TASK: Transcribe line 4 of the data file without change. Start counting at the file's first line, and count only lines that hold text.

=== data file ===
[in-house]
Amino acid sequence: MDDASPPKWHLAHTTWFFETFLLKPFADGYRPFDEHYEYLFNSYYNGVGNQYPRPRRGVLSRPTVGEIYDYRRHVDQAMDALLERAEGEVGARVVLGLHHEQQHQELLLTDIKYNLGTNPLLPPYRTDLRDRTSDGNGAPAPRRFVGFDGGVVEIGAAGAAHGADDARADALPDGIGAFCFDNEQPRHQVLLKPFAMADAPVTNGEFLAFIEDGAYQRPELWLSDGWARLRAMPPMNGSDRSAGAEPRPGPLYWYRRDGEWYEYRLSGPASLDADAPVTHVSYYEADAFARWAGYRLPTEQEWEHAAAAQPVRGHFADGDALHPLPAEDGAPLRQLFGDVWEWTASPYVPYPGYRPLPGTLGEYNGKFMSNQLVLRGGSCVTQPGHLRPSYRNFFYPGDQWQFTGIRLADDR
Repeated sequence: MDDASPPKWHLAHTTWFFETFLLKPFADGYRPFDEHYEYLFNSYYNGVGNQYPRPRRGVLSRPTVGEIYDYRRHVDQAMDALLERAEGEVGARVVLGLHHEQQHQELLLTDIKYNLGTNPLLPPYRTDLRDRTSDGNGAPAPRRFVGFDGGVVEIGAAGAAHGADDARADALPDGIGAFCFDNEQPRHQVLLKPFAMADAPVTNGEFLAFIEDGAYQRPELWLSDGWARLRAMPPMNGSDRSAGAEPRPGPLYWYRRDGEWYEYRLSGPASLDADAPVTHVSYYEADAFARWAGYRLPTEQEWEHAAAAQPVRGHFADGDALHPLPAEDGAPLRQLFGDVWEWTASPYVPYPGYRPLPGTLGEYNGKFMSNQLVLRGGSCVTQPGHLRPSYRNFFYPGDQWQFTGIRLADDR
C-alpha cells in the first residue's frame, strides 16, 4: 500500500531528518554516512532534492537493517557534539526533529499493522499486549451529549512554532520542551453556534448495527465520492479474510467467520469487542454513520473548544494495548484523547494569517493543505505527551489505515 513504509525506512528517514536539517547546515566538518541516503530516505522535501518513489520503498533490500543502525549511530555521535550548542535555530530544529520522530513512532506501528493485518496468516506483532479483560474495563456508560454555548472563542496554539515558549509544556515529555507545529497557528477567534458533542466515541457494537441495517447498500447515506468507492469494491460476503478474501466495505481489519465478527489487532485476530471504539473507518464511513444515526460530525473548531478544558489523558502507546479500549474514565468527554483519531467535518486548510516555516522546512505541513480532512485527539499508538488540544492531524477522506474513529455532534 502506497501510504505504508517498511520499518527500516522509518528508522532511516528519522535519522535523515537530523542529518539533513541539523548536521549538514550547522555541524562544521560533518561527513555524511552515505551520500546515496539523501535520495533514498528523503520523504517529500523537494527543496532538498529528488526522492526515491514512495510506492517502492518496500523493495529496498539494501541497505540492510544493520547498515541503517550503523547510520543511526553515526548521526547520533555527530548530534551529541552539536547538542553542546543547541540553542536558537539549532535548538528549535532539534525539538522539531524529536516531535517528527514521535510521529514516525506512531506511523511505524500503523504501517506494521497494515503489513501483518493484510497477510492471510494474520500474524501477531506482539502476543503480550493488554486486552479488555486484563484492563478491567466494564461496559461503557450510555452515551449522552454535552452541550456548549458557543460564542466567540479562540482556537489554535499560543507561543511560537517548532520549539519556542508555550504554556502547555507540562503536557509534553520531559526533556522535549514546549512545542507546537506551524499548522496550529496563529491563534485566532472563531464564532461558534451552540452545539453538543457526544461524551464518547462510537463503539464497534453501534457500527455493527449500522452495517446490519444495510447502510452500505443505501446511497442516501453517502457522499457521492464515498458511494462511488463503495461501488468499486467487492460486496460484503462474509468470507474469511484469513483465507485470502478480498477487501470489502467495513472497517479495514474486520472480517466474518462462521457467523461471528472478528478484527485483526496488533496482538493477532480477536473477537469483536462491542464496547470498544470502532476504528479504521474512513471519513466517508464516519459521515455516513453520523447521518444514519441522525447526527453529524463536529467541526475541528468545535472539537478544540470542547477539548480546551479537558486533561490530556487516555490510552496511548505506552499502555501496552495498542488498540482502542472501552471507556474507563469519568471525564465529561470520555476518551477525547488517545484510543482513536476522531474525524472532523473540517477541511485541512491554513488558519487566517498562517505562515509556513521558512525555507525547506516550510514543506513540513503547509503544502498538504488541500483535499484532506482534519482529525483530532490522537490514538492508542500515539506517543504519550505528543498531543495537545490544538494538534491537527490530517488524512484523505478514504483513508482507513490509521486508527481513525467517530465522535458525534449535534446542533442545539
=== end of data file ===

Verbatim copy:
C-alpha cells in the first residue's frame, strides 16, 4: 500500500531528518554516512532534492537493517557534539526533529499493522499486549451529549512554532520542551453556534448495527465520492479474510467467520469487542454513520473548544494495548484523547494569517493543505505527551489505515 513504509525506512528517514536539517547546515566538518541516503530516505522535501518513489520503498533490500543502525549511530555521535550548542535555530530544529520522530513512532506501528493485518496468516506483532479483560474495563456508560454555548472563542496554539515558549509544556515529555507545529497557528477567534458533542466515541457494537441495517447498500447515506468507492469494491460476503478474501466495505481489519465478527489487532485476530471504539473507518464511513444515526460530525473548531478544558489523558502507546479500549474514565468527554483519531467535518486548510516555516522546512505541513480532512485527539499508538488540544492531524477522506474513529455532534 502506497501510504505504508517498511520499518527500516522509518528508522532511516528519522535519522535523515537530523542529518539533513541539523548536521549538514550547522555541524562544521560533518561527513555524511552515505551520500546515496539523501535520495533514498528523503520523504517529500523537494527543496532538498529528488526522492526515491514512495510506492517502492518496500523493495529496498539494501541497505540492510544493520547498515541503517550503523547510520543511526553515526548521526547520533555527530548530534551529541552539536547538542553542546543547541540553542536558537539549532535548538528549535532539534525539538522539531524529536516531535517528527514521535510521529514516525506512531506511523511505524500503523504501517506494521497494515503489513501483518493484510497477510492471510494474520500474524501477531506482539502476543503480550493488554486486552479488555486484563484492563478491567466494564461496559461503557450510555452515551449522552454535552452541550456548549458557543460564542466567540479562540482556537489554535499560543507561543511560537517548532520549539519556542508555550504554556502547555507540562503536557509534553520531559526533556522535549514546549512545542507546537506551524499548522496550529496563529491563534485566532472563531464564532461558534451552540452545539453538543457526544461524551464518547462510537463503539464497534453501534457500527455493527449500522452495517446490519444495510447502510452500505443505501446511497442516501453517502457522499457521492464515498458511494462511488463503495461501488468499486467487492460486496460484503462474509468470507474469511484469513483465507485470502478480498477487501470489502467495513472497517479495514474486520472480517466474518462462521457467523461471528472478528478484527485483526496488533496482538493477532480477536473477537469483536462491542464496547470498544470502532476504528479504521474512513471519513466517508464516519459521515455516513453520523447521518444514519441522525447526527453529524463536529467541526475541528468545535472539537478544540470542547477539548480546551479537558486533561490530556487516555490510552496511548505506552499502555501496552495498542488498540482502542472501552471507556474507563469519568471525564465529561470520555476518551477525547488517545484510543482513536476522531474525524472532523473540517477541511485541512491554513488558519487566517498562517505562515509556513521558512525555507525547506516550510514543506513540513503547509503544502498538504488541500483535499484532506482534519482529525483530532490522537490514538492508542500515539506517543504519550505528543498531543495537545490544538494538534491537527490530517488524512484523505478514504483513508482507513490509521486508527481513525467517530465522535458525534449535534446542533442545539